18. 18. Distraction – sensory (massage) • Face: sides of face, forehead, nose, chin • Stomach: hand over hand, then clockwise • Legs: hip to foot, foot, then back up • Arms: same as legs • Back: down, side to side, circular, neck, head to toe
  19. 19. Distraction – sensory (massage)
  20. 20. Distraction – sensory (massage)
  21. 21. Distraction - cognitive• Why does it help? • What you can do – Helps close pain gate – TV, movies, video – Adds fun activities games, – Releases feel-good neurotransmitters
  22. 22. Distraction - cognitive• Why does it help? • What you can do – Helps close pain gate – TV, movies, video – Adds fun activities games, – Releases feel-good – Non-video games, neurotransmitters books – Music, art, activities – Friends
  23. 23. Biobehavioral strategies• Why does it help? • What you can do – Regulates autonomic – Relaxed breathing nervous system – Progressive muscle – Decreases overactive relaxation pain nerves – Imagery/self-hypnosis – Promotes healing – Biofeedback – Meditation
  24. 24. Biobehavioral strategies• Examples: – Diaphragmatic breathing – Quick muscle relaxation – Imagery
  25. 25. Combine some of these?• Yoga or Tai Chi – Physical activity, strengthening, stretching, relaxation, biobehavioral, distraction (sensory & cognitive)• Massage – Relaxation, nerve stimulation, distraction (sensory)
  26. 26. Combine some of these?• Acupuncture – Biobehavioral, stimulates nerves• School! – Distraction (cognitive & sensory), physical activity, social engagement feels good
  27. 27. Stay in school!• Full medical homebound contraindicated for most adolescents with chronic pain – May do more harm than good• Commitment to regular school attendance despite pain is critical to prevent enduring disability – Avoid pattern of withdrawal• Students retained in one grade are 50% more likely to drop out
  28. 28. Stay in school!• Accommodations may help facilitate regular attendance: – Rest or stretch breaks – Extra time for tests/assignments – Modified PE curriculum – Assignments/grading limited to essential learning – Gradual reentry plan
  29. 29. Mood or anxiety may get in the way • Chronic medical conditions can get kids down – Especially if painful, or limiting activities • Might also worry about their pain, JA, or what is going to happen • Completely normal, but might get in the way in addition to pain/JA – If so, therapy can help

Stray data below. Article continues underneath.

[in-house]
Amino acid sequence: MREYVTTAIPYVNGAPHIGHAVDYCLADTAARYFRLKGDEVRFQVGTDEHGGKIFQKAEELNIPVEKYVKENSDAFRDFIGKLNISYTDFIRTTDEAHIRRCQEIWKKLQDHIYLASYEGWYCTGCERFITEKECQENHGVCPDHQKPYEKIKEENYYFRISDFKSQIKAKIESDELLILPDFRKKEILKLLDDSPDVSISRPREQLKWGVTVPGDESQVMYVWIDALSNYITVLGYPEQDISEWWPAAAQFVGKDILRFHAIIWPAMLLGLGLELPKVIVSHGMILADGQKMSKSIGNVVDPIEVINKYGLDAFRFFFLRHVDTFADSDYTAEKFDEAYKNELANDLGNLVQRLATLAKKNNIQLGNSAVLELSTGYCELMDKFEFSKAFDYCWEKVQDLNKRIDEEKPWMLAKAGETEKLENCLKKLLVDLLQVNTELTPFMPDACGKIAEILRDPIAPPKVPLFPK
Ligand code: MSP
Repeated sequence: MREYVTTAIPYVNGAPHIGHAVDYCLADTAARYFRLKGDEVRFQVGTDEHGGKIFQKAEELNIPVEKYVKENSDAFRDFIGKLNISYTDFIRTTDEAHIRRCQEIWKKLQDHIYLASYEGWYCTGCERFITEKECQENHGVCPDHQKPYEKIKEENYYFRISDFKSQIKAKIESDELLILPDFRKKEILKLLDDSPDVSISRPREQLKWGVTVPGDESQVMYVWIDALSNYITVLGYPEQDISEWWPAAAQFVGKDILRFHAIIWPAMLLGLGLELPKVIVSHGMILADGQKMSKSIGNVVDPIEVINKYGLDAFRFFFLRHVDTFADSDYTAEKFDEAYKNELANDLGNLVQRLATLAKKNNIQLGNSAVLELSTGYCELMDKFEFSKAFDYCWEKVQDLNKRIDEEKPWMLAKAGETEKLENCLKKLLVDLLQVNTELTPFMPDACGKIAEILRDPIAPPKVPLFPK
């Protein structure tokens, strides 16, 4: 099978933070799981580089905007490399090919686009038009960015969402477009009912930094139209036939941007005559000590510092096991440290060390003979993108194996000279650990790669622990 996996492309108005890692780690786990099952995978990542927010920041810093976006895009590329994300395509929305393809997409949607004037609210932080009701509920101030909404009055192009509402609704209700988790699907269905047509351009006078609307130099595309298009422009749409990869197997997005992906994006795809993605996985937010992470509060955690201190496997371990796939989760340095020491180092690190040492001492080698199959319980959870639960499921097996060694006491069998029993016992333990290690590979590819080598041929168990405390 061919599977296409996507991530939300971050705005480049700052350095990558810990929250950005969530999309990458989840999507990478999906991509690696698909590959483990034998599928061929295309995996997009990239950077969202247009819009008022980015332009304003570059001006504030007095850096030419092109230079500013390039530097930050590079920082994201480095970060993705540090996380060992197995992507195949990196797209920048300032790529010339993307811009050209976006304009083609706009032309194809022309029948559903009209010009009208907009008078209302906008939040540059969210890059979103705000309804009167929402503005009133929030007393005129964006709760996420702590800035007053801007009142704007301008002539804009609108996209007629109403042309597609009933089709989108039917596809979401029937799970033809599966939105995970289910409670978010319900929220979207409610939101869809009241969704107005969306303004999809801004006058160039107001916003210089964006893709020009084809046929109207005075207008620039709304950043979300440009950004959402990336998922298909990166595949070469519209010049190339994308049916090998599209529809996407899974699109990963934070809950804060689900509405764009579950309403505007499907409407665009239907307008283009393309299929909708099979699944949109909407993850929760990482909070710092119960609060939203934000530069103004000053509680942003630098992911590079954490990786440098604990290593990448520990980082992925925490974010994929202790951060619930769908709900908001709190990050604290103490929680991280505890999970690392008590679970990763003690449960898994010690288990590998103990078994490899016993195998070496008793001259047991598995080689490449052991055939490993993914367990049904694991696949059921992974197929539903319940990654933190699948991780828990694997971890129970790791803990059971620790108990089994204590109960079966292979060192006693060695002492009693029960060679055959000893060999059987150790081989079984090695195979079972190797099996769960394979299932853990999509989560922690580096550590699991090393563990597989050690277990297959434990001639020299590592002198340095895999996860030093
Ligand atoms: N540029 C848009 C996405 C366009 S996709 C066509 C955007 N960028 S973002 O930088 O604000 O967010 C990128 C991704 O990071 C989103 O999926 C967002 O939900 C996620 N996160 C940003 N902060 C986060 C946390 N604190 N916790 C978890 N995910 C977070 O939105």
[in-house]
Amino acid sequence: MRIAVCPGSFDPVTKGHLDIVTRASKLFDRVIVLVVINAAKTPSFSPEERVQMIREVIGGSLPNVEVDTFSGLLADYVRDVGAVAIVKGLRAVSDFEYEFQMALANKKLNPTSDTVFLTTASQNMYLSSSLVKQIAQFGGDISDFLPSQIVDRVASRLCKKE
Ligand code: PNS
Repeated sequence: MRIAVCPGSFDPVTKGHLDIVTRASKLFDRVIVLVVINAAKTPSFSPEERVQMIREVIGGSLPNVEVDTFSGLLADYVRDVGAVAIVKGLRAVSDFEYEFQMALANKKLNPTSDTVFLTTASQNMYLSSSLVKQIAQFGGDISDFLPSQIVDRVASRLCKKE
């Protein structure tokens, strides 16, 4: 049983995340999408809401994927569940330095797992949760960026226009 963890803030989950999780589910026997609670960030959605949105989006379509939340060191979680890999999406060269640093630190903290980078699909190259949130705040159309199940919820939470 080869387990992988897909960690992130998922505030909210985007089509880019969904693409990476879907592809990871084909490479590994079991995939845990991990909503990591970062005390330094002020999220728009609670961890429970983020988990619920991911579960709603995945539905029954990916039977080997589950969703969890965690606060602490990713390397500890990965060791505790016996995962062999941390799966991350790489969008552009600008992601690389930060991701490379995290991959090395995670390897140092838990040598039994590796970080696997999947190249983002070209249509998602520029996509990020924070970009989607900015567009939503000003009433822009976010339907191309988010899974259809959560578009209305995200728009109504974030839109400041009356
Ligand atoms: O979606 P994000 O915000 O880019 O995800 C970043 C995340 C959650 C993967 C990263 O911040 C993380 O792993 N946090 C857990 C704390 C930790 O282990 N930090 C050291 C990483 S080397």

30. 30. Mood or anxiety may get in the way • Symptom reduction and acceptance: – Education of patient and family – Relaxation and possibly biofeedback – Develop coping and self-efficacy – Build motivation – Skills training and goal setting – Reducing avoidance, engaging with values – Treating adjunctive problems such as anxiety and depression – Training parents in behavioral strategies
  31. 31. Mood or anxiety may get in the way • Referral – Ask your doctor if other patients have had good experience with a certain psychologist or therapist – Meet a couple different therapists before deciding – Find someone experienced at working with kids who have JA or other painful medical conditions • Make sure they have a good understanding of what you are coming for, and a plan to help you reach your goals!
  32. 32. Parenting pain flexibly• Many roles: – Protector, advocate, encourager, coach, comforter, limit setter, role model!• At the same time… – You have your own worries and struggles about your child, and other aspects of your life! – Responsible for helping your child’s adherence – Social/family roles disrupted
  33. 33. Parenting pain flexibly• Some challenges – Parent distress may be modeled for kids – Hard to balance being responsive and supportive, while encouraging coping and not doing too much• The good news – Good coping modeled for kids – When disease and pain management are in context with other values, kids function better!
  34. 34. Parenting pain flexibly• Role Model: – Understand stress and burden are normal – Have social support; get more help if you need it! – Follow your own values, and encourage this in your child(ren) • Keep JA treatment and pain avoidance from becoming sole family focus – Support and celebrate your child’s development
  35. 35. Let’s talk!• Questions, Comments, and Discussion!